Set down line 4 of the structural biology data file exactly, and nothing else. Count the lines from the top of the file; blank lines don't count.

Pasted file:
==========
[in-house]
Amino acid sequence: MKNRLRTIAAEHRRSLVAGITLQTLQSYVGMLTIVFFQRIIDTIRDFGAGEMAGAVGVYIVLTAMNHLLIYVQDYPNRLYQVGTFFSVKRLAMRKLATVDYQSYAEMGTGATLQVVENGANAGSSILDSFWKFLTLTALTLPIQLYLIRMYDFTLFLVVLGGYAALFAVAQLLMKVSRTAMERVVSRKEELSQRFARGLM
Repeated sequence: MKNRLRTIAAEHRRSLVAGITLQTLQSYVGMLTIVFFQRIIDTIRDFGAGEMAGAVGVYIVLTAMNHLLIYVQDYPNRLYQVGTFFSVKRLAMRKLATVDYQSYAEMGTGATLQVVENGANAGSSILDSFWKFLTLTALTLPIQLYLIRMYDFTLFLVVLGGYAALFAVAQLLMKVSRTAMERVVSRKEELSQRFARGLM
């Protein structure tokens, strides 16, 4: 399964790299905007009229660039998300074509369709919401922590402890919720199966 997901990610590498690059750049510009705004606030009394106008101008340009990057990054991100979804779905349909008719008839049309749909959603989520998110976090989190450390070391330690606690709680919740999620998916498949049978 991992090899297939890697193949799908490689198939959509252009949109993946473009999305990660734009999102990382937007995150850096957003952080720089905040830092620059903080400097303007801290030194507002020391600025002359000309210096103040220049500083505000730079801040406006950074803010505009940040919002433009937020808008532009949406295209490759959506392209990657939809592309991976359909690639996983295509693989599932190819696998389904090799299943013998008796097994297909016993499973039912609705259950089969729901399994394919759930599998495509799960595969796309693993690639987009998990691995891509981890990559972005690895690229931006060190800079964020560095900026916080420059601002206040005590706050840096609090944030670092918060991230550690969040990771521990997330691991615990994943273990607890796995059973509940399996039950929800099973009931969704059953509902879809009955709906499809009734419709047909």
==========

């Protein structure tokens, strides 16, 4: 399964790299905007009229660039998300074509369709919401922590402890919720199966 997901990610590498690059750049510009705004606030009394106008101008340009990057990054991100979804779905349909008719008839049309749909959603989520998110976090989190450390070391330690606690709680919740999620998916498949049978 991992090899297939890697193949799908490689198939959509252009949109993946473009999305990660734009999102990382937007995150850096957003952080720089905040830092620059903080400097303007801290030194507002020391600025002359000309210096103040220049500083505000730079801040406006950074803010505009940040919002433009937020808008532009949406295209490759959506392209990657939809592309991976359909690639996983295509693989599932190819696998389904090799299943013998008796097994297909016993499973039912609705259950089969729901399994394919759930599998495509799960595969796309693993690639987009998990691995891509981890990559972005690895690229931006060190800079964020560095900026916080420059601002206040005590706050840096609090944030670092918060991230550690969040990771521990997330691991615990994943273990607890796995059973509940399996039950929800099973009931969704059953509902879809009955709906499809009734419709047909």